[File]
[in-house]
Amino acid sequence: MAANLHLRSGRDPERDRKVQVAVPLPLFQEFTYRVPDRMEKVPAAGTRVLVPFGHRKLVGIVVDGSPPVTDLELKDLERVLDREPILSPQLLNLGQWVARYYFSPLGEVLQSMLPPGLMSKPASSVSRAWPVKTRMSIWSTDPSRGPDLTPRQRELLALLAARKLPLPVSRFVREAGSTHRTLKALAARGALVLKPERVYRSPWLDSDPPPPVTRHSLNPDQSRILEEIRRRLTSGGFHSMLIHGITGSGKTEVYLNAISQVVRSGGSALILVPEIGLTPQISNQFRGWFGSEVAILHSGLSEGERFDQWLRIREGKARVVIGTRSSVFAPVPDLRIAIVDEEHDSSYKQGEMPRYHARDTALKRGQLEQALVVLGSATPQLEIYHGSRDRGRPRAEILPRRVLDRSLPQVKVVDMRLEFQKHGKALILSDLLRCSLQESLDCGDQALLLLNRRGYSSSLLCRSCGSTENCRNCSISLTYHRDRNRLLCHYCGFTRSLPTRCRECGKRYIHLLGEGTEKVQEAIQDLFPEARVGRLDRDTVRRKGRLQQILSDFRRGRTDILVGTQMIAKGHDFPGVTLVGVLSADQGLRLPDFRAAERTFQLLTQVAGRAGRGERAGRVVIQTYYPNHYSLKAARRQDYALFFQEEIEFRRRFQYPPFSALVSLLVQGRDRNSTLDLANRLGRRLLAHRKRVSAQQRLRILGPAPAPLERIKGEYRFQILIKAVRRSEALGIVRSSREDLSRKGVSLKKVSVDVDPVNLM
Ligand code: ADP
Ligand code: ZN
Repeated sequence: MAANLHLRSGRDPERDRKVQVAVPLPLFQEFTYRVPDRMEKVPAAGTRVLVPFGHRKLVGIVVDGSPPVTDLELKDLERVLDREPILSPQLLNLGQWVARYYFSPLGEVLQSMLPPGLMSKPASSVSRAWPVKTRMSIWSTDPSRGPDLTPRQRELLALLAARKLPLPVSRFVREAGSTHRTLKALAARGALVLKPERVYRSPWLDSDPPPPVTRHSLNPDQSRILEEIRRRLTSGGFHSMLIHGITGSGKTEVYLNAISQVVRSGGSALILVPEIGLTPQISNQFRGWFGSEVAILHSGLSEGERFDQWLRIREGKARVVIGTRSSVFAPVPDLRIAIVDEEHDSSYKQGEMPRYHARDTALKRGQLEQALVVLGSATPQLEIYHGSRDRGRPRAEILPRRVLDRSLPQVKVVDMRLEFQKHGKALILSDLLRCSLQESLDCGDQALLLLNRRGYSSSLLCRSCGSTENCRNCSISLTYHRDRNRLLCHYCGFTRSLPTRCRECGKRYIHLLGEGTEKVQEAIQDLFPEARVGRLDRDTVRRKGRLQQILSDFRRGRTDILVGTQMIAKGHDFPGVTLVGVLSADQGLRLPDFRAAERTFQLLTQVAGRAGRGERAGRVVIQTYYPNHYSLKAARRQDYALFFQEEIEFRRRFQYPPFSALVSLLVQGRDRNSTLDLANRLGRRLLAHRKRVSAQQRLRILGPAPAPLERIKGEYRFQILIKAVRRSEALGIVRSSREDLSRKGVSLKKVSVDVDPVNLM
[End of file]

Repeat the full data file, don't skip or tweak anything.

[in-house]
Amino acid sequence: MAANLHLRSGRDPERDRKVQVAVPLPLFQEFTYRVPDRMEKVPAAGTRVLVPFGHRKLVGIVVDGSPPVTDLELKDLERVLDREPILSPQLLNLGQWVARYYFSPLGEVLQSMLPPGLMSKPASSVSRAWPVKTRMSIWSTDPSRGPDLTPRQRELLALLAARKLPLPVSRFVREAGSTHRTLKALAARGALVLKPERVYRSPWLDSDPPPPVTRHSLNPDQSRILEEIRRRLTSGGFHSMLIHGITGSGKTEVYLNAISQVVRSGGSALILVPEIGLTPQISNQFRGWFGSEVAILHSGLSEGERFDQWLRIREGKARVVIGTRSSVFAPVPDLRIAIVDEEHDSSYKQGEMPRYHARDTALKRGQLEQALVVLGSATPQLEIYHGSRDRGRPRAEILPRRVLDRSLPQVKVVDMRLEFQKHGKALILSDLLRCSLQESLDCGDQALLLLNRRGYSSSLLCRSCGSTENCRNCSISLTYHRDRNRLLCHYCGFTRSLPTRCRECGKRYIHLLGEGTEKVQEAIQDLFPEARVGRLDRDTVRRKGRLQQILSDFRRGRTDILVGTQMIAKGHDFPGVTLVGVLSADQGLRLPDFRAAERTFQLLTQVAGRAGRGERAGRVVIQTYYPNHYSLKAARRQDYALFFQEEIEFRRRFQYPPFSALVSLLVQGRDRNSTLDLANRLGRRLLAHRKRVSAQQRLRILGPAPAPLERIKGEYRFQILIKAVRRSEALGIVRSSREDLSRKGVSLKKVSVDVDPVNLM
Ligand code: ADP
Ligand code: ZN
Repeated sequence: MAANLHLRSGRDPERDRKVQVAVPLPLFQEFTYRVPDRMEKVPAAGTRVLVPFGHRKLVGIVVDGSPPVTDLELKDLERVLDREPILSPQLLNLGQWVARYYFSPLGEVLQSMLPPGLMSKPASSVSRAWPVKTRMSIWSTDPSRGPDLTPRQRELLALLAARKLPLPVSRFVREAGSTHRTLKALAARGALVLKPERVYRSPWLDSDPPPPVTRHSLNPDQSRILEEIRRRLTSGGFHSMLIHGITGSGKTEVYLNAISQVVRSGGSALILVPEIGLTPQISNQFRGWFGSEVAILHSGLSEGERFDQWLRIREGKARVVIGTRSSVFAPVPDLRIAIVDEEHDSSYKQGEMPRYHARDTALKRGQLEQALVVLGSATPQLEIYHGSRDRGRPRAEILPRRVLDRSLPQVKVVDMRLEFQKHGKALILSDLLRCSLQESLDCGDQALLLLNRRGYSSSLLCRSCGSTENCRNCSISLTYHRDRNRLLCHYCGFTRSLPTRCRECGKRYIHLLGEGTEKVQEAIQDLFPEARVGRLDRDTVRRKGRLQQILSDFRRGRTDILVGTQMIAKGHDFPGVTLVGVLSADQGLRLPDFRAAERTFQLLTQVAGRAGRGERAGRVVIQTYYPNHYSLKAARRQDYALFFQEEIEFRRRFQYPPFSALVSLLVQGRDRNSTLDLANRLGRRLLAHRKRVSAQQRLRILGPAPAPLERIKGEYRFQILIKAVRRSEALGIVRSSREDLSRKGVSLKKVSVDVDPVNLM